August 9, 2017

Download the considerations document.
New IACP Resource for Responding to Sexual Violence in LGBTQ+ Communities
The percentage of  serious violent crime not reported to police, including rape and sexual assault, is high, with 42% of the victimizations occurring from 2006-2010 in the U.S. not being reported. According to the  CDC, individuals who self-identify as lesbian, gay, and bisexual have an equal or higher prevalence of experiencing intimate partner violence, sexual violence, and stalking as compared to self-identified heterosexuals, with bisexual women being disproportionately impacted. Furthermore, transgender people experience much higher rates of general violent victimization than most other populations with 47% of respondents to the  2015 U.S. Transgender Survey (PDF) reporting they had been sexually assaulted at some point in their lifetimes. It is important for all sectors of society to work together to end violent victimizations. Law enforcement, including campus public safety, are in a unique position to support victims, hold offenders accountable, and prevent future acts of violence. The International Association of Chiefs of Police (IACP) recently released  Responding to Sexual Violence in LGBTQ+ Communities: Law Enforcement Strategies and Considerations (PDF) to help strengthen law enforcement's understanding of and response to sexual violence in LGBTQ+ communities. The foundational information presented in this document is of particular importance to building trust and relationships with LGBTQ+ communities through agency mission, procedures, policy, and training.
The IACP, supported by a grant from  Raliance, brought a multidisciplinary group of subject matter experts together to discuss the needs, challenges, and successful practices of law enforcement when working with members of LGBTQ+ communities, specifically on issues of sexual assault/violence. Information from this meeting, together with feedback and contributions from other professionals across the nation, is presented in this document of strategies that reflects current thinking and comprehensive information on the crime of sexual assault in LGBTQ+ communities. Topics addressed in the document include:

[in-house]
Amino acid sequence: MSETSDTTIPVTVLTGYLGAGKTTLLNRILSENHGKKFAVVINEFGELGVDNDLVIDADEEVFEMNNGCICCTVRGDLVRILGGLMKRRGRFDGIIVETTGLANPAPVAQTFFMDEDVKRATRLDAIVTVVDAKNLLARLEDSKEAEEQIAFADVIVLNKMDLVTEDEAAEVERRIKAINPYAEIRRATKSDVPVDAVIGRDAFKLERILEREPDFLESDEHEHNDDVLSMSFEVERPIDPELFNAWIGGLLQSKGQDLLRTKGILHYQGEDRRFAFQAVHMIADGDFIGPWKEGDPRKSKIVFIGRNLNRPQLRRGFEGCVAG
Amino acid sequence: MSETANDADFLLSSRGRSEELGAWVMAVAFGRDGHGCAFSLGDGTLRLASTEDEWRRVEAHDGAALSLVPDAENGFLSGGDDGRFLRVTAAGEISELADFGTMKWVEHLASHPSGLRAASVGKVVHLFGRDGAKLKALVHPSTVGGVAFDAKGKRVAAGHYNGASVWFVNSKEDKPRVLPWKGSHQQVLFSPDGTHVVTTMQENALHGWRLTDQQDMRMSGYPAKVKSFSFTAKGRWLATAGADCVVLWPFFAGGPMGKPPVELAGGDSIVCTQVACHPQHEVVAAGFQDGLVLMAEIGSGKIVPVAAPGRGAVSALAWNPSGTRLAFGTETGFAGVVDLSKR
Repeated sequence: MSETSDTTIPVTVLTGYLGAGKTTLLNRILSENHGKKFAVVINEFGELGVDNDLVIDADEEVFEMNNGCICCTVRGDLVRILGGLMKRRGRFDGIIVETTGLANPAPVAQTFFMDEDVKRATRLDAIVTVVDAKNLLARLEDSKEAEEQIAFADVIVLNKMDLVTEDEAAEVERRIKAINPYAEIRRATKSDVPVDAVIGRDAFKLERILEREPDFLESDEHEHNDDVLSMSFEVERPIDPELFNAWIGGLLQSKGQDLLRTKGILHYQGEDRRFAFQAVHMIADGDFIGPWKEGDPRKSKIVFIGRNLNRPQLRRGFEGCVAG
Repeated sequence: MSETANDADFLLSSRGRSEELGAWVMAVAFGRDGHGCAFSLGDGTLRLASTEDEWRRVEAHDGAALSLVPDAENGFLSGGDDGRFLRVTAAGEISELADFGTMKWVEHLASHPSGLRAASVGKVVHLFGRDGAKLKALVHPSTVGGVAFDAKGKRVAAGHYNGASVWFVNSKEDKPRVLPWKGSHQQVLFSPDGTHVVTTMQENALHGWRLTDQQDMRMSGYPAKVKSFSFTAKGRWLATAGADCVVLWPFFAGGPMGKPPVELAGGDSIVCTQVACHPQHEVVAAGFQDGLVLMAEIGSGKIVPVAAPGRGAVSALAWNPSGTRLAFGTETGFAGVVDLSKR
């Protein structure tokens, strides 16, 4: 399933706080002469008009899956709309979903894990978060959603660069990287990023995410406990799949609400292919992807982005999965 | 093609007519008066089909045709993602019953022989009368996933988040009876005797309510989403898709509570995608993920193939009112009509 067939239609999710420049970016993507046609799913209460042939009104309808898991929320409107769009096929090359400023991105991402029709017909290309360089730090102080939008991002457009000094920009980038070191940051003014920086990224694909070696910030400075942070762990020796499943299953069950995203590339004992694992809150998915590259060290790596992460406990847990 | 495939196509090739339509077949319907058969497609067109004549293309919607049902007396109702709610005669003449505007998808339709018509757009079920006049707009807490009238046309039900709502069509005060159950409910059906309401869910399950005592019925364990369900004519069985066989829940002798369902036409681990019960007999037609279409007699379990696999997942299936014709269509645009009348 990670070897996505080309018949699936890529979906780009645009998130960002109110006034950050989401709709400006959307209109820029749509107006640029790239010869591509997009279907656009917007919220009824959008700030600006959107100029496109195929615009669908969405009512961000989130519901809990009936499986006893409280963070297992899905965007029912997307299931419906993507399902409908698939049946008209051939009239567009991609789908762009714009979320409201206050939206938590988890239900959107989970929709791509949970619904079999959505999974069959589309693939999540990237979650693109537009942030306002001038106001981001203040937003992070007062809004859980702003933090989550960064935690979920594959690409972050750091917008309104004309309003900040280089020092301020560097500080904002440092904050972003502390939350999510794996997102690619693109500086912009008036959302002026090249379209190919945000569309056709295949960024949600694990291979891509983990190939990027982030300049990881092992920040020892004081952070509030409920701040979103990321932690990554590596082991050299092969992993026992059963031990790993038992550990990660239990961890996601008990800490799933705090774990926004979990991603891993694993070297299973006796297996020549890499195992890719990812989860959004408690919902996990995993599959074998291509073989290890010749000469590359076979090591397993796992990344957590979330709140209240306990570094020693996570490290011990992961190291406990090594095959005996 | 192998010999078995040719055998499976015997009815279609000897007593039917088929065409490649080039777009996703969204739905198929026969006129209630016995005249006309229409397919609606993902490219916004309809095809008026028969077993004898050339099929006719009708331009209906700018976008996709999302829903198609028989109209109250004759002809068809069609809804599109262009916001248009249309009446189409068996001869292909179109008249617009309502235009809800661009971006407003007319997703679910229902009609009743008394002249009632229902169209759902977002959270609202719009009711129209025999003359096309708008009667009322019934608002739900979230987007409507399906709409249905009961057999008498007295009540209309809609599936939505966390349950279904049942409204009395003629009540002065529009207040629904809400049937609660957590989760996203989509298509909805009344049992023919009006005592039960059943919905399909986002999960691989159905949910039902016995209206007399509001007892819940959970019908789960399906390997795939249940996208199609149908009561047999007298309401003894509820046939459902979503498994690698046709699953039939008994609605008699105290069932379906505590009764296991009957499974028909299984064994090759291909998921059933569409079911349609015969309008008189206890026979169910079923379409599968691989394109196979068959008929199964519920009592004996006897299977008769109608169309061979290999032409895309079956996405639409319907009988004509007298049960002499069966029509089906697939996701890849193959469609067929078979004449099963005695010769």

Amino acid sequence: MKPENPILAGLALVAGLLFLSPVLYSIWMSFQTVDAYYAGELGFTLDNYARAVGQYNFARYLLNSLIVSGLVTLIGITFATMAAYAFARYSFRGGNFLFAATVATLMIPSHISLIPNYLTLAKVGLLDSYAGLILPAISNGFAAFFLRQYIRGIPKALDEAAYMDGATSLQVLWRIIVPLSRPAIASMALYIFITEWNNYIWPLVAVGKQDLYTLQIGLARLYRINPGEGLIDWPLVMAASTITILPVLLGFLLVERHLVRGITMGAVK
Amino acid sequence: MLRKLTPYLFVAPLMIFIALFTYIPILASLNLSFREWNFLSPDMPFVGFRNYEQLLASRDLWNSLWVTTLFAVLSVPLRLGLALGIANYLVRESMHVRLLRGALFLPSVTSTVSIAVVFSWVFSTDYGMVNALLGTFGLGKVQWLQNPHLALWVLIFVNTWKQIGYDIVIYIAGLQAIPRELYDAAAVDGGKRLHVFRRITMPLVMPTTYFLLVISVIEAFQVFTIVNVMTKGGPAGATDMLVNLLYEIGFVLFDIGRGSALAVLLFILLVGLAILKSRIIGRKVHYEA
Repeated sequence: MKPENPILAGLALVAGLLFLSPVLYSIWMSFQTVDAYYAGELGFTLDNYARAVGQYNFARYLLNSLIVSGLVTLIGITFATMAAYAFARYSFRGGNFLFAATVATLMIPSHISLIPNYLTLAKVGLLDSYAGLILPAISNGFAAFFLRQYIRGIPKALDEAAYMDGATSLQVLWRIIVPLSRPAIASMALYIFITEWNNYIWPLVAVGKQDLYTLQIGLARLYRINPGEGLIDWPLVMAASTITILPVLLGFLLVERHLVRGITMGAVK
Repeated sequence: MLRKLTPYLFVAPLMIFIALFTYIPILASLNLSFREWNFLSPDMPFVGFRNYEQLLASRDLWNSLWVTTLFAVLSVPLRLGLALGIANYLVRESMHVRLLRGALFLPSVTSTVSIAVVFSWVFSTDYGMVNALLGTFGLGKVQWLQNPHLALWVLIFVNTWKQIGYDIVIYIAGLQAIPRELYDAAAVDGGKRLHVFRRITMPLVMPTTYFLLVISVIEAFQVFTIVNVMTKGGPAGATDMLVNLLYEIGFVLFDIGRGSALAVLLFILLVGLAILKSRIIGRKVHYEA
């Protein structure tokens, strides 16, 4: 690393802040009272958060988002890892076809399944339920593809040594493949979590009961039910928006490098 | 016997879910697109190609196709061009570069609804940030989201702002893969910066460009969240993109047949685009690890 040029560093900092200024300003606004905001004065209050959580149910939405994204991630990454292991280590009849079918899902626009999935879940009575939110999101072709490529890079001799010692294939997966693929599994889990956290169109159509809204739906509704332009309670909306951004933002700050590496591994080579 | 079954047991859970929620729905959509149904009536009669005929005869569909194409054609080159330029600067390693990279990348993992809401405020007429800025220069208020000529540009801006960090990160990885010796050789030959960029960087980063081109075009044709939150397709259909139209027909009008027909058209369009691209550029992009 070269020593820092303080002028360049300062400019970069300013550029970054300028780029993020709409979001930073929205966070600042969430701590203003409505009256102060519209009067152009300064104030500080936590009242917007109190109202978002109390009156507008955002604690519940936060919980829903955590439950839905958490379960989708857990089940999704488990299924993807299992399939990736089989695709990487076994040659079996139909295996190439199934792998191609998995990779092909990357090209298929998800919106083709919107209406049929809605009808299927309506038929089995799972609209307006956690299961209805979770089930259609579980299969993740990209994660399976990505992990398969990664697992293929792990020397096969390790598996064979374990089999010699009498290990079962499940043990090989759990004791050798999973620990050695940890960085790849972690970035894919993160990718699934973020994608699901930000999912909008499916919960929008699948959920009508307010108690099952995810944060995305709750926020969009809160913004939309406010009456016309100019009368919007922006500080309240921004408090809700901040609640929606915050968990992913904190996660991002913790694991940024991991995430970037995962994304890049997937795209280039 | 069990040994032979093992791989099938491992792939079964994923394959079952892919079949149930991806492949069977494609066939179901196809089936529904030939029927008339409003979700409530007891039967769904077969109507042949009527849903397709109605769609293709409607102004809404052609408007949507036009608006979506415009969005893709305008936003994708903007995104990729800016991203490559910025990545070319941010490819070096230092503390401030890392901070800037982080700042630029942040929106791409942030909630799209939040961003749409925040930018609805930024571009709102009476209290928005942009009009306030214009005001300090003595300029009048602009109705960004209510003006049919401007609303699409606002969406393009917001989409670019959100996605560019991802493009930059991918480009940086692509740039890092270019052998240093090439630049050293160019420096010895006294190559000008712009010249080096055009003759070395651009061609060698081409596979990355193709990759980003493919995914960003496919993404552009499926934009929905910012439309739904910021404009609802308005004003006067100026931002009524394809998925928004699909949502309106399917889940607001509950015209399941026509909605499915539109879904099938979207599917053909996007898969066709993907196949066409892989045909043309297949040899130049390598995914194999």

• Vocabulary and language
  • Public relations
  • Challenges associated with reporting sexual violence
  • Policies and procedures
  • Interviewing LGBTQ+ victims of sexual violence
  • Personnel, training, and supervision
The document is meant to be a starting point for agencies to strengthen practices, partnerships, and programs with LGBTQ+ communities. The agency assessment questionnaire (p.11) can be used as a tool to assist agency leaders in examining their operations as well as to promote an understanding of the complexities of sexual violence in LGBTQ+ communities and encourage the implementation of proactive procedures. 
You may read the  IACP blog post for more on this document or visit our  online library and search for the tag "LGBTQ" to access additional resources.  

Register now!
Free NCCPS Webinar: Violence Prevention/De-Escalation of Emotionally Charged Situations
There's still time to register for our August webinar with Mourning Fox, MA, LCMHC, deputy commissioner for the Vermont Department of Mental Health. Fox will explore the issues around why people resort to violence and the risk factors individuals have that may make them more, or less, likely to use violence. This webinar is part of our free Campus Public Safety Online series and will take place on  Tuesday, August 15, 2017 from 2:00-3:00 PM ET . Space is limited and registration is required.
Fox will discuss the three major predictors of violence and their impact on how responders deal with emotionally charged situations both before they happen and as they take place. He will explain the importance of building a common language to describe potentially problematic or actually problematic behaviors seen in people who are in emotionally charged states in order to improve effective communication between responders and support services.